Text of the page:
WOW! If the Hallett Inquiry has been an underwhelming and controversial exercise so far, with limited information to say the least emerging from its protracted and mind-bogglingly expensive sessions, it may have finally delivered a bombshell. It has been confirmed to the inquiry that former First Minister of Scotland Nicola Sturgeon deleted her cache of WhatsApp messages from the ‘pandemic’ period in direct contravention of rock-solid promise given on camera, and potentially in contravention of the law.
On Friday the inquiry heard that despite repeated requests Sturgeon had failed to hand over any messages ‘whatsoever’ and that none ‘were retained’ (Sturgeonspeak for ‘I deleted them all’). It has also emerged that another former First Minister, John Swinney, did the same, in his case using an auto- delete function. It is being reported that bereaved families have instructed lawyers to prepare a police complaint and the Information Commissioner’s Officer will be asked to investigate potential breaches of the law.
It is hard to overstate the seriousness of this both ethically and legally. According to the National Records of Scotland: ‘The preservation of the records of government ensures it can be held accountable for its actions, that society can trace the evolution of policy in historical terms and allows access to an important resource for future decision-making.’ In other words, all official communications must be retained. Not to do so is not only highly improper, there is also a significant chance it is criminal under Freedom of Information legislation. The immediate response of the Scottish Covid Bereaved group certainly points to confidence in their case.
As if all that weren’t bad enough, it is further alleged that Sturgeon’s Scottish government discussed how the ‘pandemic’ could be exploited to further the case for independence. Secret minutes from a Scottish Cabinet meeting on June 30 that year stated ministers ‘agreed that consideration be given to restarting work on independence and a referendum . . . with the arguments reflecting the experience of the coronavirus crisis and developments on EU exit’. Scottish Tory Stephen Kerr has called this revelation ‘disgusting’.
Arguably, this is the hottest of water La Sturgeon has found herself swimming in and for once there appears to be no avenue of escape. For on August 24, 2021, on the announcement of the intention to hold a Scottish covid inquiry, Sturgeon was asked a cleverly worded question by Ciaran Jenkins of Channel 4 News:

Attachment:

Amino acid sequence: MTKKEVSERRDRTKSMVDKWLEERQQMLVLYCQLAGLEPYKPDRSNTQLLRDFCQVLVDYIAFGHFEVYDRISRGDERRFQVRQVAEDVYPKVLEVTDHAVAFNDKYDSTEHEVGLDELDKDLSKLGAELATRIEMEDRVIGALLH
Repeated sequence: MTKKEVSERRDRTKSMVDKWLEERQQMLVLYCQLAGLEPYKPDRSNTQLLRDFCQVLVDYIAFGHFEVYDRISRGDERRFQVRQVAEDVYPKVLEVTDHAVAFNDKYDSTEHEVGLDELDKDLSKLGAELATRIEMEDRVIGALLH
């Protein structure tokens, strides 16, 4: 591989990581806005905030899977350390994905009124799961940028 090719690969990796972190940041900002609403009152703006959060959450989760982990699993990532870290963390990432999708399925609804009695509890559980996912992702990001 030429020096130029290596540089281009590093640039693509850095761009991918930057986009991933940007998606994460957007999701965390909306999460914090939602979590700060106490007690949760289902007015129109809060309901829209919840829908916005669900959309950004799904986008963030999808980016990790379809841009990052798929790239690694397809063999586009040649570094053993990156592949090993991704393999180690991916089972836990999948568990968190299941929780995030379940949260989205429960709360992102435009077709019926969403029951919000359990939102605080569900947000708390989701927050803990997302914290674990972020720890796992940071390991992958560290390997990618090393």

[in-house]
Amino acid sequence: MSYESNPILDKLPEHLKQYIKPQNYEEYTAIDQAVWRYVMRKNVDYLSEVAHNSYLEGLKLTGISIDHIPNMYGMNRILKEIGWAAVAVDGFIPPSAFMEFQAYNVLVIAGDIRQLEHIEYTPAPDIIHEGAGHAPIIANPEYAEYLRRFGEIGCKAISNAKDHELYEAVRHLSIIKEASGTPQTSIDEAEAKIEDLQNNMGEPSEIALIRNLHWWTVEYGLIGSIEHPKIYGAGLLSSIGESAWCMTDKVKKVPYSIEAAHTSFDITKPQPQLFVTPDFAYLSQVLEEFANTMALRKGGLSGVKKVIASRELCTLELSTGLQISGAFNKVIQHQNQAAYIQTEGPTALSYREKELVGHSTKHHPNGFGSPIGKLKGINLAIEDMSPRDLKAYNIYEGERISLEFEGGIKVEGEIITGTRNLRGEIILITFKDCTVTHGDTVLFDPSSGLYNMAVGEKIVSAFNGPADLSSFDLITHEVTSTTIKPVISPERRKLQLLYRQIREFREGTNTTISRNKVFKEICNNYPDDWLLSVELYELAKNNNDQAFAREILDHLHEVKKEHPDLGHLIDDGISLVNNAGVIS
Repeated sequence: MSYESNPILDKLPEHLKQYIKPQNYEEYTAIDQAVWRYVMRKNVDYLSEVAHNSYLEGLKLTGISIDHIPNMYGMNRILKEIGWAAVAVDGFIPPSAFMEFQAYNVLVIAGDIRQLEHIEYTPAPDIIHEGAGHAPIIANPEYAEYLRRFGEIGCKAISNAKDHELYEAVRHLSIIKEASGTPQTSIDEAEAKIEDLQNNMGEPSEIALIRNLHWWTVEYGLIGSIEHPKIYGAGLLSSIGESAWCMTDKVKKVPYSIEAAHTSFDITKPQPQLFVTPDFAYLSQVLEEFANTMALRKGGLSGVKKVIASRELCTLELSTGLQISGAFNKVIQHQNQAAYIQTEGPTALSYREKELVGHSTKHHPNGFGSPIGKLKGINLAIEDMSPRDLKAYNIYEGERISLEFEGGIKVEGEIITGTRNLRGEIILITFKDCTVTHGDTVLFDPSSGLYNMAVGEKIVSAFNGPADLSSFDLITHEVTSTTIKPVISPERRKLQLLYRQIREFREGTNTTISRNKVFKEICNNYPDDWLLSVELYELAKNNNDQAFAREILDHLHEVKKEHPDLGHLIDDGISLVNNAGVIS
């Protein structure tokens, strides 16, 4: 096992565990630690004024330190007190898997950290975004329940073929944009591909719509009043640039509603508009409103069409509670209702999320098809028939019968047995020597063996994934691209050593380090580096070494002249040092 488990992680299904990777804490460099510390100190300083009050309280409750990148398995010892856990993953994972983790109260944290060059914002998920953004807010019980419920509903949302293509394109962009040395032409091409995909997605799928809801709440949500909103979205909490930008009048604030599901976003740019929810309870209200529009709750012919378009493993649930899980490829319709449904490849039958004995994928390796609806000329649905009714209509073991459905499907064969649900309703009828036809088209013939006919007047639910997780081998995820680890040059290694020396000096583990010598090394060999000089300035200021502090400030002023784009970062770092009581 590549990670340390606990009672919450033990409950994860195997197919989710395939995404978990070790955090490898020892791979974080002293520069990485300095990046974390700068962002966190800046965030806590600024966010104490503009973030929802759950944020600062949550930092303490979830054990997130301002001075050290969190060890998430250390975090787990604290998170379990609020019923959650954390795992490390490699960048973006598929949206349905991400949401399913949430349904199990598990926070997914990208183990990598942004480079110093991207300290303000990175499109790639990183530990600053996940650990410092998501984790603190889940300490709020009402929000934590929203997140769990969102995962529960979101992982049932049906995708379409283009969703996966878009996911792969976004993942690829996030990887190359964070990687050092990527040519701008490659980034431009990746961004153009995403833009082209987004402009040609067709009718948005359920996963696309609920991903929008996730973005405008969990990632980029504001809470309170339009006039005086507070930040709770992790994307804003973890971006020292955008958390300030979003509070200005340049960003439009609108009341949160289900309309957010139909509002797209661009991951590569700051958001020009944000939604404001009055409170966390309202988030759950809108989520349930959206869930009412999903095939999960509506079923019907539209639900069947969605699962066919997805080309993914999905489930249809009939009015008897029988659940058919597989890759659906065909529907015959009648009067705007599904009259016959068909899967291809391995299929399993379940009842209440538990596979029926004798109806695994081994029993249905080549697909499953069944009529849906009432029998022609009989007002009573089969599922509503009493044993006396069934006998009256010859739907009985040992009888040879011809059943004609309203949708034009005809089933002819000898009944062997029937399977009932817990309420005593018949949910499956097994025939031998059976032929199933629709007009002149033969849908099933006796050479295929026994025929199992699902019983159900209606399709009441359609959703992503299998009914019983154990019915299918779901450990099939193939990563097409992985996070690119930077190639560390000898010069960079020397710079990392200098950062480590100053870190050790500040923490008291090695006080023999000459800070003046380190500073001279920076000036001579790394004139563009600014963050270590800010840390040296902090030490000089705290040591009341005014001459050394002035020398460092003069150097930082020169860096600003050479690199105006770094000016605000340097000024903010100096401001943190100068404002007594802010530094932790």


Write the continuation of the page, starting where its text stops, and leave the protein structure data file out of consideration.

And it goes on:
‘Can you guarantee to the bereaved families that you will disclose e-mails, WhatsApps, private emails if you’ve been using them, whatever; that nothing will be off limits in this inquiry?’
This was Sturgeon’s typically testy response, destined to haunt her ever after:
‘I think if you understand statutory public inquiries you would know that even if I wasn’t prepared to give that assurance, which for the avoidance of doubt I am, then I wouldn’t have the ability. This will be a judge-led statutory public inquiry.’
She then waffled on about how Scotland was ‘far ahead’ in its commitment to hold an inquiry, i.e. ahead of those awful Westminster buffoons. Thus, Sturgeon not only made a commitment ‘to the bereaved families’ which she has now admitted, perhaps criminally, breaking; she also added credence to the idea that the daily Sturgeon show was an infomercial for a decidedly dodgy product – a second vote on separation. Or perhaps think of it as a product-placement-saturated disaster movie, with Sturgeon as the star of course (Indy Ref 2 and the Zooms of Doom?).
Speculation will now turn to why the messages were deleted. The Scottish government has two areas of especial vulnerability regarding covid. The first was its failure to make public the early outbreak at a Nike conference in Edinburgh. The second was the alleged transfer of infected hospital patients into care homes. Either may lead to criminal cases: unwise references in WhatsApp messages could be extremely serious.
Then there is the possibility that the relatively informal WhatsApp format engendered a looser discourse than was either professional or wise. One can imagine speculation as to how any perceived advantage in Scotland’s covid response could be utilised to promote independence. In other words, the same sort of ‘othering’ and strategising the SNP indulge in every single day, only this time in the context of a ‘pandemic’ with the dying (for whatever reason), the grieving, the locked down and locked out (of their businesses, their schools, their churches), the desperate and the afraid the pawns in a shabby little game.
What happens next is not just for the lawyers, but also the voters, and it is hard to see how Sturgeon or anyone connected with her government can salvage what is left of their reputations. For once, there is no option of blaming Westminster, no recourse to memory lapses – it’s there on tape for all to see. Sturgeon is, to use the West of Scotland parlance, caught rotten.
By seeking to hide all she has inadvertently revealed all. In the words of former SNP MSP Joan McAlpine: ‘What a fraud that woman is – but such a convincing one.’